EverAd, a start-up that aims to integrate advertising into software, is releasing an MP3 technology that allows advertisers to sponsor specific songs, which users will download for free from the company’s PlayJ Web site.
So far, the company has signed on more than 200 advertisers, including Bell Atlantic, Columbia House, Rolling Stone, Earthlink, HotJobs.com, and CBS Sportsline. The key to that success, however, is the fact that EverAd isn’t initially charging for ads, though it eventually hopes to charge a $15 CPM.
The songs, which will be downloadable when the PlayJ Web site launches in mid-March, include The Orchard LLC catalog, which carries artists like A Flock of Seagulls, Jimmie’s Chicken Shack, Gary Wright, Art Garfunkel, Bob Welch (Fleetwood Mac) and D.O.A. EverAd has also signed smaller labels.
The play is similar to that being pursued by Aureate Media and Conducent, both of which are placing ads in software. Qualcomm has also recently introduced an ad-supported version of its Eudora email program. But the technology EverAd is using, which works with a variety of common MP3 players, is specific to MP3s and allows potential sponsors to be quite choosy.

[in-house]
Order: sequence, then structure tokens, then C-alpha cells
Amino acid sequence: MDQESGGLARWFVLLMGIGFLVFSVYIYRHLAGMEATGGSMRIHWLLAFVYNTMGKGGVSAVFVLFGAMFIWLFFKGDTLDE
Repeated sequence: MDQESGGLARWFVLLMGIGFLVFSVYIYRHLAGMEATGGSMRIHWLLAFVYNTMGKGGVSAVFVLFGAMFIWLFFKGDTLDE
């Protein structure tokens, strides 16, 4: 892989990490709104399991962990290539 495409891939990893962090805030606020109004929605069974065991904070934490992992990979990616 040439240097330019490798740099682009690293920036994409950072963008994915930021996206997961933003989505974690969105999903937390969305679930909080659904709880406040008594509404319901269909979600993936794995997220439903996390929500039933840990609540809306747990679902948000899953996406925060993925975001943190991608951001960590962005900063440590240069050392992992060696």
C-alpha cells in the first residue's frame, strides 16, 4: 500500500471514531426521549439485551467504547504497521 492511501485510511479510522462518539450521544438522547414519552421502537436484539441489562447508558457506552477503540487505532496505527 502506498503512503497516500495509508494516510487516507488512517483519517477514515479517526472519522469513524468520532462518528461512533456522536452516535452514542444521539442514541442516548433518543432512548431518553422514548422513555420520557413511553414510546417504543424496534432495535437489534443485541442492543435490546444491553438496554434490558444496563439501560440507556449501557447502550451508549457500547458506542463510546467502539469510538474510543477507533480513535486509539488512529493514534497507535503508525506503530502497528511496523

“It’s the ultimate in Internet targeting,” boasts Mody Livsky, executive director of advertising sales for PlayJ.
“If Pepsi wanted to broaden its sponsorship of let’s say Britney Spears, for example, then every Britney Spears song downloaded around the world with PlayJ, would feature Pepsi advertising or promotional spots, guaranteed.”
The ad technology places a banner-like ad on the user’s screen, and cuts off the music if the screen saver comes on. The banners appear both when the user is online and when he is offline, and the technology tracks what songs are played and for how long. Of course, more savvy users could short-circuit the system by setting up their computers so that a screensaver never comes on.
The company is using technology from Netgravity and DoubleClick, where Livsky worked on local advertising before joining EverAd. DoubleClick is serving the ads, and Netgravity is compiling usage reports.
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